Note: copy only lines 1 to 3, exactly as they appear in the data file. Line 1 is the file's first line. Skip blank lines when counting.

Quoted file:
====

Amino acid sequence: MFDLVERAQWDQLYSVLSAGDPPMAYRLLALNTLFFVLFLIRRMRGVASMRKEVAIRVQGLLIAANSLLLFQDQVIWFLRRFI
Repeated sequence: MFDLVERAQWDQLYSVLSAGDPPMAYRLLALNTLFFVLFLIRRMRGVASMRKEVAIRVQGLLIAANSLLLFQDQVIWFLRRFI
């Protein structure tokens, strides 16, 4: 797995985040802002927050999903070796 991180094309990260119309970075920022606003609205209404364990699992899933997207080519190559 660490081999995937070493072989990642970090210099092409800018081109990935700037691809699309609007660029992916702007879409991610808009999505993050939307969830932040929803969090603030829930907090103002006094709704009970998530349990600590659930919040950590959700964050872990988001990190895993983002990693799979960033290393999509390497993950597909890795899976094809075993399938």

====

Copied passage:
Amino acid sequence: MFDLVERAQWDQLYSVLSAGDPPMAYRLLALNTLFFVLFLIRRMRGVASMRKEVAIRVQGLLIAANSLLLFQDQVIWFLRRFI
Repeated sequence: MFDLVERAQWDQLYSVLSAGDPPMAYRLLALNTLFFVLFLIRRMRGVASMRKEVAIRVQGLLIAANSLLLFQDQVIWFLRRFI
């Protein structure tokens, strides 16, 4: 797995985040802002927050999903070796 991180094309990260119309970075920022606003609205209404364990699992899933997207080519190559 660490081999995937070493072989990642970090210099092409800018081109990935700037691809699309609007660029992916702007879409991610808009999505993050939307969830932040929803969090603030829930907090103002006094709704009970998530349990600590659930919040950590959700964050872990988001990190895993983002990693799979960033290393999509390497993950597909890795899976094809075993399938």